- Caption: Horton, SPLD, 2010.
[Slide 25] Cultivating a love for formal education, valuing it, making it accessible, making a literate and broadly informed citizenry a cultural priority, is part of cultivating an environment for individual learning. Learning how to learn is a process, and not a solitary one.
- Image: Woman with a document in her hand talking to a group off-camera, one seated man in the background, tables with gardening books on display behind him.
- Caption: Master Gardener program cooperation with the CU Extension Service, SPLD, 2009.
[Slide 26] When humans interact with one another, they do not merely experience the same event; they also know that they are experiencing the same event. And this knowledge that they are sharing their attention changes more than the nature of the experience; it also changes what they do and what they’re able to accomplish in conjunction with others. (Sloman and Fernbach, 2017).
- Image: Two women drumming, looking up at the drumming instructor off-camera, laughing and smiling.
- Caption: Discovering music, SPLD, 2010.
[Slide 27] The essence of practice is that it’s ongoing, it’s immersive, it’s personal. Processing is part of the work. I need to be reminded of this constantly.
- Image: Layers of weathered stickers, reading “Denver Art Museum” and “I Voted [checkmark]” on an unidentifiable surface.
- Caption: found assemblage, Denver Art Museum, 2016.
[Slide 28] The tidal metaphor for practice (“in the sense of being both cyclic and back-and-forth, ebb and flow, transecting and occupying and navigating boundaries”).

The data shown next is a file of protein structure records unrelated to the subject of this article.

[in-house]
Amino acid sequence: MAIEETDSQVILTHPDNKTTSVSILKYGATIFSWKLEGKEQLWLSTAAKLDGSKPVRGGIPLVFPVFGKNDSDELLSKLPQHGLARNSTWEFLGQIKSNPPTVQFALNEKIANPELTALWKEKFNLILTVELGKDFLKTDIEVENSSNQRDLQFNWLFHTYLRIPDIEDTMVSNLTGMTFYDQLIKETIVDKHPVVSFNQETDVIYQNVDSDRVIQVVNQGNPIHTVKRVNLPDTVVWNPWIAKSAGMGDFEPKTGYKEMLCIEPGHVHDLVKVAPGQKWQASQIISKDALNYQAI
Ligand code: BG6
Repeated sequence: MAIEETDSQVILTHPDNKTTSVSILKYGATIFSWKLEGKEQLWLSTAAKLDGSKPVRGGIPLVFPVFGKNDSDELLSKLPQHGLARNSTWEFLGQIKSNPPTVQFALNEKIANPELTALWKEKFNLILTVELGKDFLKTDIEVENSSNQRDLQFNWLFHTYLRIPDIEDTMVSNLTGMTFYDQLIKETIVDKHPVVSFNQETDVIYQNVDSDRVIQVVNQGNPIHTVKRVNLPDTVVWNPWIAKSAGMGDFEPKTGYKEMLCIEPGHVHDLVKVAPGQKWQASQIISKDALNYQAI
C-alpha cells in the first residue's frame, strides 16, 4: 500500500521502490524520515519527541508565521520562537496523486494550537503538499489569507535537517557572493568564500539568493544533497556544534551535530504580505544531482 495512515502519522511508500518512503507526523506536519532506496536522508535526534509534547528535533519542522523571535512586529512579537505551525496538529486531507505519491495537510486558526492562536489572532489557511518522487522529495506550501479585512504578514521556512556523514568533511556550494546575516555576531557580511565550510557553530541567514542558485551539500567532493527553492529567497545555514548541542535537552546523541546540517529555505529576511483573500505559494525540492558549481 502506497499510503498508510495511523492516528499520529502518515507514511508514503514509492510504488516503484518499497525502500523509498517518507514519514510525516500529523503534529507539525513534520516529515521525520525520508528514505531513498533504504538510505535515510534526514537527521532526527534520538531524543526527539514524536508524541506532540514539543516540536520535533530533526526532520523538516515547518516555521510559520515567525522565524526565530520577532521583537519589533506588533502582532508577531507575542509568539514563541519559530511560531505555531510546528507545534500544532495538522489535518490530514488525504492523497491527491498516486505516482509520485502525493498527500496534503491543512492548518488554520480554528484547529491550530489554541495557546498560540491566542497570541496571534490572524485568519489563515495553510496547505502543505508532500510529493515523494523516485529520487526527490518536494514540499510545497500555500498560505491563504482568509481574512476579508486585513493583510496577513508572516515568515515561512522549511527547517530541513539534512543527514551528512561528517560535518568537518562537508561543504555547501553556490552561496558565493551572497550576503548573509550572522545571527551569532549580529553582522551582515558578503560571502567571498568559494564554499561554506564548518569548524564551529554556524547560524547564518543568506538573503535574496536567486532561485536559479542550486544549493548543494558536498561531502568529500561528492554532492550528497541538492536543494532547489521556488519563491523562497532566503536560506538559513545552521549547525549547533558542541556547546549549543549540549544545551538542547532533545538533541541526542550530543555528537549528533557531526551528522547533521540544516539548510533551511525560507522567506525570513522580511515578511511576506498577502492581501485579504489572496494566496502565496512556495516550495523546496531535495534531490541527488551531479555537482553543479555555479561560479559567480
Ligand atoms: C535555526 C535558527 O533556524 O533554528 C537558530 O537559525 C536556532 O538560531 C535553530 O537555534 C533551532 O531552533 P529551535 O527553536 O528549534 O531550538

- Image: Detail of a textile art piece depicting abstract forms suggesting mountains and smoky skies.
- Caption: Practicing vulnerability and visibility by hanging my art in the library, Taos Fires (2011, fabric and mixed media), SPLD, 2011.
[Slide 29] There’s something quite surreal about looking at five thousand photos spanning a decade and more in a single marathon sitting. Puts things into perspective. Take a widow’s advice: take the pictures. Capture those moments. At the end of your career, at the end of your life, you will not think, “wow, I wasted a lot of time taking pictures.” I promise.
- Image: Man in a leather jacket standing in front of a glass-fronted building with a partially visible Convention Center sign.
- Caption: Me and John at ALA Midwinter, 2009.
[Slide 30] Wow, we were doing such amazing, radical stuff in 2009 and 2010. What happened to us? Did we get lazy? Did we get timid? Or just tired?
Remember. Remember. Remember.
- Image: Windsurfing longboard, shot from above, library space in the background.
- Caption: That one time we had a boat in the library for the summer, SPLD, 2010.
[Slide 31] Caring — mattering — is the motive force (Searls, D. & Weinberger, D. , 2015).
- Image: Three boys playing in the mud. One is drizzling mud on the head of another, who is laughing and shrugging.
- Caption: Youth Advisory Group party, 2008.
Meme. Pile of books, superimposed with the quote “It is what you read when you don’t have to that determines who you will be when you can’t help it.” – Oscar Wilde. No caption.
- Denning, S. (2015). Do We Need Libraries?
- Kenney, B. (2014). The user is (still) not broken.
- Schneider, K (2006). The User is Not Broken.
- Searls, D. & Weinberger, D. (2015). New Clues.
- Sloman, S. and Fernbach, P. (2017). The Knowledge Illusion: Why We Never Think Alone. New York: Riverhead Books.
- Weinberger, D. (2014). Let the Future Go.